Deception In Othello

791 Words4 Pages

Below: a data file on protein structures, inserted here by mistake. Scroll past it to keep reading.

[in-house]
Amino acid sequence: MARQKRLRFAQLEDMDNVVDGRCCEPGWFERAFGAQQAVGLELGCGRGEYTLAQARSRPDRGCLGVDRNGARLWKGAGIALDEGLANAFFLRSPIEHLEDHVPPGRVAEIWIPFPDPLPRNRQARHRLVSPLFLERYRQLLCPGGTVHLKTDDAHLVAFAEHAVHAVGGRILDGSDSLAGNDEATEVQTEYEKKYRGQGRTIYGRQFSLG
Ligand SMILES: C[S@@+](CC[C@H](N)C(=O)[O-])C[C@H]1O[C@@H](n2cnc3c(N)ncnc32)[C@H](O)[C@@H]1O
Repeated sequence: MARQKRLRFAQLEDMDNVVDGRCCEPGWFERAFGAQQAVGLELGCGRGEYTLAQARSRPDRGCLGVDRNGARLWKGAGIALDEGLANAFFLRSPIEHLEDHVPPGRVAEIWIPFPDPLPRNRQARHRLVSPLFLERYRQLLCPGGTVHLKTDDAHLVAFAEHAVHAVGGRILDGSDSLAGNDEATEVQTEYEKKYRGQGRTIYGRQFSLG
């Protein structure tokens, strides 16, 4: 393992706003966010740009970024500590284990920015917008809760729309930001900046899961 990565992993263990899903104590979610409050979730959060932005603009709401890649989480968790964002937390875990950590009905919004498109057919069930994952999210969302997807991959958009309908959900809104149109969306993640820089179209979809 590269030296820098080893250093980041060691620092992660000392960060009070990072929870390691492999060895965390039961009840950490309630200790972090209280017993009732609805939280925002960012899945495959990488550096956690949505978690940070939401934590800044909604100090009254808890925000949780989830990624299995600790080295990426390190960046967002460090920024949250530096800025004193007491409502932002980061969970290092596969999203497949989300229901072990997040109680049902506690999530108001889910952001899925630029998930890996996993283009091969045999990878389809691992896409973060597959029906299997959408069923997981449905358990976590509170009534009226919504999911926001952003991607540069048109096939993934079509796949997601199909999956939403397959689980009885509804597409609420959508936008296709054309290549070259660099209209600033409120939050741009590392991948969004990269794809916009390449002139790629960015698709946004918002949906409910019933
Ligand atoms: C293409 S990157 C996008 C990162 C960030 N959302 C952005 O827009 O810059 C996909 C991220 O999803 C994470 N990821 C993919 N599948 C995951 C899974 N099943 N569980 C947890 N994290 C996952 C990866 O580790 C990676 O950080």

Many have credited William Shakespeare 's plays as being the greatest of all time, and The Tragedy of Othello, the Moor of Venice is no exception. Each reading of Othello yields new revelations and demonstrates the intricacies of Shakespeare‘s work. The play’s protagonist, Othello, can be seen as being overly trusting of Iago, however, this is not the case. Iago deceives many characters, not just Othello. Moreover, Othello’s actions are based on seemingly physical evidence, giving him good reason to act as he does. Indeed, Othello has no reason to distrust Iago, his loyal ensign. Throughout the play, the majority of the characters are deceived by Iago, believing him to be honest and trustworthy. Whilst speaking with Emilia, Desdemona refers to Iago as “an honest fellow” (Shakespeare, 3.3.5). Similarly, after Cassio hears Iago’s advice to seek out Othello and beg for forgiveness, he bids a “good night [to] honest Iago” (Shakespeare, 2.3.313), who is none other than the man that diminishes his reputation and causes him to lose his title. Cassio not only does not see who causes him this strife but thanks him for it and bids him a good night. Additionally, Iago is able to completely change Lodovico 's opinion of Othello in four short words. Lodovico witnesses Othello hit Desdemona, and all Iago needs to say is that “[Othello] is much chang’d” (Shakespeare, 4.1.266). With these few words, Lodovico is completely swayed, and immediately believes Iago’s assertion that Othello is

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